Gill Hallam   8:33

Indeed. Right. So, thinking back, are there any specific memorable moments for you within the IFLA environment? Anything that stands out as being a really memorable experience for you?

Vicki McDonald    8:52

I, you know, certainly I’m sure like you, I’ve had lots of great memories from congresses around the world. But one of the sessions that really stays in my mind is a session that I attended. It was one of the academic and research libraries sessions, it was a Hot Topics session, which they continue to offer each year. And it was at the 2010 Congress in Gothenburg in Sweden, and the theme of that session was ‘radical collaboration’. And there were three speakers on that particular session, Debora Shorley, from London, and who talked about the issues involved in walking away from the big deals; Andrew Inman from the University of New South Wales, who talked about research impact, and I think that is one of the funny things – I often go to a congress across the world to meet Australians and certainly that was what happened. But the third speaker on that session was Jim Neal from Columbia University at the time, and he talked about an initiative which he was leading called ‘Too Cool’, which was an initiative between Columbia and Cornell Universities where they were working to integrate and share and manage their library processes. And that that particular session stayed with me for a long time. And I still reflect on it. And Jim’s presentation really resonated me with me. And the whole idea around radical collaboration and these two big universities working together to share a problem.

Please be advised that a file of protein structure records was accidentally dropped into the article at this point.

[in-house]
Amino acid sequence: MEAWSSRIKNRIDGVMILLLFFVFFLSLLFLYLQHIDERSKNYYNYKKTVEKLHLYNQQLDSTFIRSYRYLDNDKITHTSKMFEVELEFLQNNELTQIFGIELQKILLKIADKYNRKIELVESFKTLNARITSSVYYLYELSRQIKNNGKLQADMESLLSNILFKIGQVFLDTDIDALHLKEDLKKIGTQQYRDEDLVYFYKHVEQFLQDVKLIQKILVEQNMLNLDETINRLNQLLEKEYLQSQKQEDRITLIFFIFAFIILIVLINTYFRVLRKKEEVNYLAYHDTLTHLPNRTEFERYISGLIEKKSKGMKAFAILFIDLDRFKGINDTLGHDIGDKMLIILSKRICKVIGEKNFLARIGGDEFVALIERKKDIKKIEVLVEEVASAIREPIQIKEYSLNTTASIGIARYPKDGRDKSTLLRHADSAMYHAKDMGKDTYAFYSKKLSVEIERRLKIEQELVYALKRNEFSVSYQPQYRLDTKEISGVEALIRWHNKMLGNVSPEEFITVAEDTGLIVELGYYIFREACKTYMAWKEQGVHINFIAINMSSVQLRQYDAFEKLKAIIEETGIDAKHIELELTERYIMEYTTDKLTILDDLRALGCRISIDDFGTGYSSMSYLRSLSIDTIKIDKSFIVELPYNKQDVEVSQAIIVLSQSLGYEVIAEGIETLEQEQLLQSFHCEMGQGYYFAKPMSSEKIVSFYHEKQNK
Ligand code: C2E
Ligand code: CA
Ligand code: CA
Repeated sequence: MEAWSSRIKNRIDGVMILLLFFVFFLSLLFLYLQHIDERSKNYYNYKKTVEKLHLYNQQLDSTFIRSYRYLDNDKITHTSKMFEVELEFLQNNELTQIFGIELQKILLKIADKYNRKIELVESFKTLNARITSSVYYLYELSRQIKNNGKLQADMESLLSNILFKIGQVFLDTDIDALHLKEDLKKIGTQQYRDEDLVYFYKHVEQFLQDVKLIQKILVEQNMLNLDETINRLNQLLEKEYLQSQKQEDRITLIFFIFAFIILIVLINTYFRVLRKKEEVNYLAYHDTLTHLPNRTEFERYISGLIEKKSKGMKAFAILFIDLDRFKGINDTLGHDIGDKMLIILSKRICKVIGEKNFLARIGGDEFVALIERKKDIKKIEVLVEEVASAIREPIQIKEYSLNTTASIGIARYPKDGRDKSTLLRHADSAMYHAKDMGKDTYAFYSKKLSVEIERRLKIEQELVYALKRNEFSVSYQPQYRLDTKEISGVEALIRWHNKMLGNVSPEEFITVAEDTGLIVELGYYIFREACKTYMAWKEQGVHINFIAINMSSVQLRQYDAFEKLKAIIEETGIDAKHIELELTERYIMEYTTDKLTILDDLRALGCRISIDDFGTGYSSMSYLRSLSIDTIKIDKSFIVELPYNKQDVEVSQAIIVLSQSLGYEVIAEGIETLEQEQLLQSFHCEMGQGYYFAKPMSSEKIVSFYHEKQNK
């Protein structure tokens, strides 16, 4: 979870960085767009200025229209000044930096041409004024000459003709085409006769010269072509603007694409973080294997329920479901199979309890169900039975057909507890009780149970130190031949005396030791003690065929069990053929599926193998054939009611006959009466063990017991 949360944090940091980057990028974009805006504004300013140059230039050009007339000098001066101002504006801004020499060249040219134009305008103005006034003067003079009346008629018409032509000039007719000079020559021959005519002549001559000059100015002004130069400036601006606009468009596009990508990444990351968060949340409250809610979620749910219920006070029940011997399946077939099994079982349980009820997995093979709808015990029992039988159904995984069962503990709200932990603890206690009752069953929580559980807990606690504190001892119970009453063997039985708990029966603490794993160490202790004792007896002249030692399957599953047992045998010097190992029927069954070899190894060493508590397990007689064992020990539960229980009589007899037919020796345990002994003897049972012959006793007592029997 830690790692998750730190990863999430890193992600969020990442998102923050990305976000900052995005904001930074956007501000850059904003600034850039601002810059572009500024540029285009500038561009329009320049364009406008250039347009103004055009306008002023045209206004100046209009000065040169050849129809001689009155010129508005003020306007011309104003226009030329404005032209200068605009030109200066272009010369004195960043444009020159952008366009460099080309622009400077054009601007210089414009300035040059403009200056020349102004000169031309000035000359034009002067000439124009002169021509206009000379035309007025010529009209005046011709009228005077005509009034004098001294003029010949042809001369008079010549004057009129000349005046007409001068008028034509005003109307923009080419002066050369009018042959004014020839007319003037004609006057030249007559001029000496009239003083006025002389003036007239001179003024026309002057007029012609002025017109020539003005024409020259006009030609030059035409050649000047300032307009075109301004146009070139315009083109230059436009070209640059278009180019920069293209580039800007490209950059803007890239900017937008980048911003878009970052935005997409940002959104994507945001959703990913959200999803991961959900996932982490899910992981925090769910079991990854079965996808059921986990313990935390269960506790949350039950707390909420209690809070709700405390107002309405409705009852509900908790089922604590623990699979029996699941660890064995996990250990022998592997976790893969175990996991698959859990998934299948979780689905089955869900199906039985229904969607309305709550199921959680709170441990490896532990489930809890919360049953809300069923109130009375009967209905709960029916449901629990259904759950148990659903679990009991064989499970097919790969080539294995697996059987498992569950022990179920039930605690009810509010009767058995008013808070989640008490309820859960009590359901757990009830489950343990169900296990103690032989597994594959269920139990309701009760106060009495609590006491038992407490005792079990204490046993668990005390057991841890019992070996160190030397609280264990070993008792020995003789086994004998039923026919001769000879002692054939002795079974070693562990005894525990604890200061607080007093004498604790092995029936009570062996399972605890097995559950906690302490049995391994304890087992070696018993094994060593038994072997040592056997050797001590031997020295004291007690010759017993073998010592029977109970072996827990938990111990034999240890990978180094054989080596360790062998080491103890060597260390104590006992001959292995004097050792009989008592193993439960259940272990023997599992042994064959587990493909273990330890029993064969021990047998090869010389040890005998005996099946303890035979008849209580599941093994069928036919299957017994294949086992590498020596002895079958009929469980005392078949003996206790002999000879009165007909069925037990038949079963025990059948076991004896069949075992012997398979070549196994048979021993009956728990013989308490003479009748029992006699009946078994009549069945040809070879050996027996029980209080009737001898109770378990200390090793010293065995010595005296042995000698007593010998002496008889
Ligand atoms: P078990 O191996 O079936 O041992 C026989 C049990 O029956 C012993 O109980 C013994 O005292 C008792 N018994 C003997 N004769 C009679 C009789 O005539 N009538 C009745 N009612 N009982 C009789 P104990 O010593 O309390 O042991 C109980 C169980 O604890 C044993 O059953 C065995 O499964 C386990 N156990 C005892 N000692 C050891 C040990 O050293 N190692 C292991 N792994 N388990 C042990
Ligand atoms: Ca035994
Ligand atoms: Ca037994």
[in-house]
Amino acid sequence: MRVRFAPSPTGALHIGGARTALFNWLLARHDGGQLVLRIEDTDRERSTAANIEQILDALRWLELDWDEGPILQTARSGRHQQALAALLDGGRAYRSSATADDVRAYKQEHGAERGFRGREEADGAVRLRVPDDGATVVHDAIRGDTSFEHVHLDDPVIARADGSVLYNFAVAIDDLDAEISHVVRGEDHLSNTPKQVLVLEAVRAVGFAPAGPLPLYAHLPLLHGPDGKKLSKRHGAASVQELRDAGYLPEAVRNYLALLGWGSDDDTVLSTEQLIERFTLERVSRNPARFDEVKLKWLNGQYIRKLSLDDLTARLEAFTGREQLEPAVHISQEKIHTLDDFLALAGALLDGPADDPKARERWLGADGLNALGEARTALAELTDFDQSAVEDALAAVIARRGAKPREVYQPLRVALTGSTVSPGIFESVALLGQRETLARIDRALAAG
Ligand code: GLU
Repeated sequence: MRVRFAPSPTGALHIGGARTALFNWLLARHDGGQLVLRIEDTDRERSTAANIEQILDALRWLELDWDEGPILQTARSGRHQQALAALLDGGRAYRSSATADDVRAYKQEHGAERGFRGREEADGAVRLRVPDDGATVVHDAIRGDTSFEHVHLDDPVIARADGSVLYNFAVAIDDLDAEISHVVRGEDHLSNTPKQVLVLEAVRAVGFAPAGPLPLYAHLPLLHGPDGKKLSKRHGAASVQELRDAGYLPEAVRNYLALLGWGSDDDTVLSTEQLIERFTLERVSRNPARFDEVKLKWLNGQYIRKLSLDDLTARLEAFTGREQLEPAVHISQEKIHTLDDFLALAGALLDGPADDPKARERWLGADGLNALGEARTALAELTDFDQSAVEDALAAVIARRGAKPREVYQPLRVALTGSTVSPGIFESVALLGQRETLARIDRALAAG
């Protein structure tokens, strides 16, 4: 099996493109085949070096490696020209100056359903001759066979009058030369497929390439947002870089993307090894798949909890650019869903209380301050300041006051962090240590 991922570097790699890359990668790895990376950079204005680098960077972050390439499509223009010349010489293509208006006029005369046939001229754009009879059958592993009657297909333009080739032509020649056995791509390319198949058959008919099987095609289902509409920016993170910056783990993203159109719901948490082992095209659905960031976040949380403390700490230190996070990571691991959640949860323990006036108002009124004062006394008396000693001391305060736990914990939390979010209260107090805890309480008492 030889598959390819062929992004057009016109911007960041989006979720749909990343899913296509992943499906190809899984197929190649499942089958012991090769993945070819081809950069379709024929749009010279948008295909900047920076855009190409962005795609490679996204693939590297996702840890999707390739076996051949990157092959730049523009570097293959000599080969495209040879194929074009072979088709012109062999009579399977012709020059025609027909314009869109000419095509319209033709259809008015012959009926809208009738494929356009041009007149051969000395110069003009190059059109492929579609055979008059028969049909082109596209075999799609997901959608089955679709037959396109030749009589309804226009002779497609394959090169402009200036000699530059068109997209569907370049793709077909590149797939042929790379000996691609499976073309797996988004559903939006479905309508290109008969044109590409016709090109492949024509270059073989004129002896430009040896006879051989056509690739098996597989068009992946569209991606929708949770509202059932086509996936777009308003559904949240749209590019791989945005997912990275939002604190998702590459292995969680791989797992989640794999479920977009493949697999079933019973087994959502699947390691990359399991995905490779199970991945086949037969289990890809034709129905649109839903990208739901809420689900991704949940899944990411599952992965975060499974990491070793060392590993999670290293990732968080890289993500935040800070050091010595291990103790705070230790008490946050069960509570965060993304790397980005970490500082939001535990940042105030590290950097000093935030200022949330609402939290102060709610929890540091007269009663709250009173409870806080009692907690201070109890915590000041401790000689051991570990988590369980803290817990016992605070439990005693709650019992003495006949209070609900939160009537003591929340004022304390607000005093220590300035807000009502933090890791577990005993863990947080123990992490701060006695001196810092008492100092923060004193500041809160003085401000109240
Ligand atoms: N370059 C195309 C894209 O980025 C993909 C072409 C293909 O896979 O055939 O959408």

But after Jim had presented his session, and I think each speaker only had five to six minutes, he actually moved around the tables and discussed his topic with each of us at our tables. And, you know, the opportunity to talk directly with Jim Neal, who was, you know, heading up Columbia University, I thought, wow, you know, this is what it was about is his opportunity to have these one-on-one discussions with people who have so much experience to share. And over the years, I’ve reached out to Jim, on different topics, and every time he’s responded, and to me, that’s really what IFLA’s about, and the global librarianship is that willingness to collaborate and share, and just sharing your expertise and how you respond to different challenges.